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The effectiveness of an institution is the likelihood of accomplishing its function and the capacity to get things done. On the other hand, credibility refers to the extent that an institution is accepted as doing the right thing to benefit everyone. This paper investigates the factors that undermine the effectiveness and credibility of the UN Security Council, the World Bank, and the International Monetary Fund. Other elements influencing the success of global governance institutions, in general, are also discussed. Finally, the study suggests actions that should be made to improve these institutions’ performance or operating efficiency.
The UN Security Council
The Security Council has a credibility problem that may be explained by many individuals being unhappy with how it functions. Other countries believe the Security Council does not adequately represent them. Since its inception in 1945, the Council has been out of date, and many state and non-state entities see the Security Council as illegitimate (Tallberg & Zurn, 2019). As a result, many opponents, particularly from developing countries, say that the structure of the Council does not reflect current geopolitical realities. For instance, the institution composition had remained unchanged since 1971 when permanent membership was increased to ten.
Inefficiencies can be caused by the Security Council’s systems and organization. The R2P veto, for example, gives the P5’s political interests excessive weight, resulting in inactivity in the face of mass atrocities. However, not just P5 members have shown a fear of using force. Interventions have been denounced by all of the candidates for permanent membership as an infringement of sovereignty (Tallberg & Zurn, 2019). The number of breaches committed, the nature of the infractions and the cost of peacekeeping operations are currently being investigated.
Steps that should be taken to enhance the performance or operational efficiency of the Security Council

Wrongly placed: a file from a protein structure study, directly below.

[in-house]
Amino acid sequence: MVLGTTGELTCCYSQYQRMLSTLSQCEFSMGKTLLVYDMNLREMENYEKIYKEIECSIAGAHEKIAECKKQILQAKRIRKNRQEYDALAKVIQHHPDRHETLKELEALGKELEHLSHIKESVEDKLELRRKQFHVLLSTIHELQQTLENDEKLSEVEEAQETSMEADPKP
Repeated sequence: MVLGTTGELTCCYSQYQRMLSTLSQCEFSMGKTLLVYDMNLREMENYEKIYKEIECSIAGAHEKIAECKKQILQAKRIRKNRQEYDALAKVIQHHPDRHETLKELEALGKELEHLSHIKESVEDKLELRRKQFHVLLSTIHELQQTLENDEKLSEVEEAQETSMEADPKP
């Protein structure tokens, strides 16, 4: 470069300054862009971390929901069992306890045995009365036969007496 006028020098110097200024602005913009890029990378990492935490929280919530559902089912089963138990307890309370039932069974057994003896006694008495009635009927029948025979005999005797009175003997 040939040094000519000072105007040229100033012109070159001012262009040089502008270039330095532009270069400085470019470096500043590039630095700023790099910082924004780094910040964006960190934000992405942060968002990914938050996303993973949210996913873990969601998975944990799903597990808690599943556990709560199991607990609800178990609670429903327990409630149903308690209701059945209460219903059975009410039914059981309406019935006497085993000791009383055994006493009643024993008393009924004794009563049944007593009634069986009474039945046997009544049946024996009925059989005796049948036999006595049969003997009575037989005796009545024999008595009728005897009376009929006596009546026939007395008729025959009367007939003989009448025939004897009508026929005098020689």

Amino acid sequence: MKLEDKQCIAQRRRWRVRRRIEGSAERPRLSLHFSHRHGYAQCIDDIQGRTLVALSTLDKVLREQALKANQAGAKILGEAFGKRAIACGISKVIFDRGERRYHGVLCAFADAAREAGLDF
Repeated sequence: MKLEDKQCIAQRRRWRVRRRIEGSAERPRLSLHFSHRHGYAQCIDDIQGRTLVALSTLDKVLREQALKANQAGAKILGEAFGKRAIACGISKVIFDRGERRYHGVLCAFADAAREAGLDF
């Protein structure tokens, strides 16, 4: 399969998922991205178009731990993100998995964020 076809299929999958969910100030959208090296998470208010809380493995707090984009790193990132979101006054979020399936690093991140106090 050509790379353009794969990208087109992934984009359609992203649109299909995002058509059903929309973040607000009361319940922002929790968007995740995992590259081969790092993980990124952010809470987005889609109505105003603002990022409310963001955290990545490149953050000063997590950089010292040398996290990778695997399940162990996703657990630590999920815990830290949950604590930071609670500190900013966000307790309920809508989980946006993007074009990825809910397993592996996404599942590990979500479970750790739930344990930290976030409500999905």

The Security Council should allow additional permanent membership. Moreover, there should be other elected seats that can be renewed within a certain period. Because changing the UN Charter is impossible, the Council’s image, credibility, and efficacy might be improved by procedural changes such as more openness and closer cooperation with troop-contributing states.
Furthermore, the elite are destroying World Bank. It was created to alleviate poverty, but it also serves the commercial interests of the United States. The institution is viewed as a tool for promoting American or Western interests. It has repeatedly pushed a “neoliberal” agenda on developing nations, forcing policies on them. The organization requires countries to reform their laws and practices to receive financing. The World Bank’s effective means of providing conditional loans for development is structural adjustment programs. Loans are only available to governments that embrace neoliberal (pro-business) policies such as privatization of public services, tax cuts, economic deregulation, and the formation of an “export-driven” economy (Tallberg & Zurn, 2019). Export agriculture has resulted in the demise of subsistence farming and a push to shift people to cities, resulting in rapid urbanization and a rise in slum conditions. Multinational businesses have been able to buy state-owned firms at exceptionally low costs because of privatization. Tax reforms enacted as part of structural adjustment programs have frequently resulted in tax advantages for the wealthy (for example, by lowering profits taxes) while transferring the tax burden to the middle and lower-income groups. Deregulation has made it easier for TNCs to shift their income overseas, such as offshore banking accounts.
Furthermore, the organization has been overly focused on “providing loans rather than generating actual development results in a short period.” The World Bank serves two incompatible functions: a governmental organization and a business entity. While the World Bank represents 189 countries, a small group of economically dominant countries manages it (Hooghe et al., 2019). According to Karns et al. (2015), the World Bank has exacerbated poverty while harming the environment, public health, and cultural variety. Furthermore, it is inextricably entwined with current forms of donor-driven and NGO-driven imperialism. The institution’s lack of openness to the public affects its legitimacy. Therefore, many state actors are skeptical of the institution.
Steps that should be taken to enhance the performance or operational efficiency of the World Bank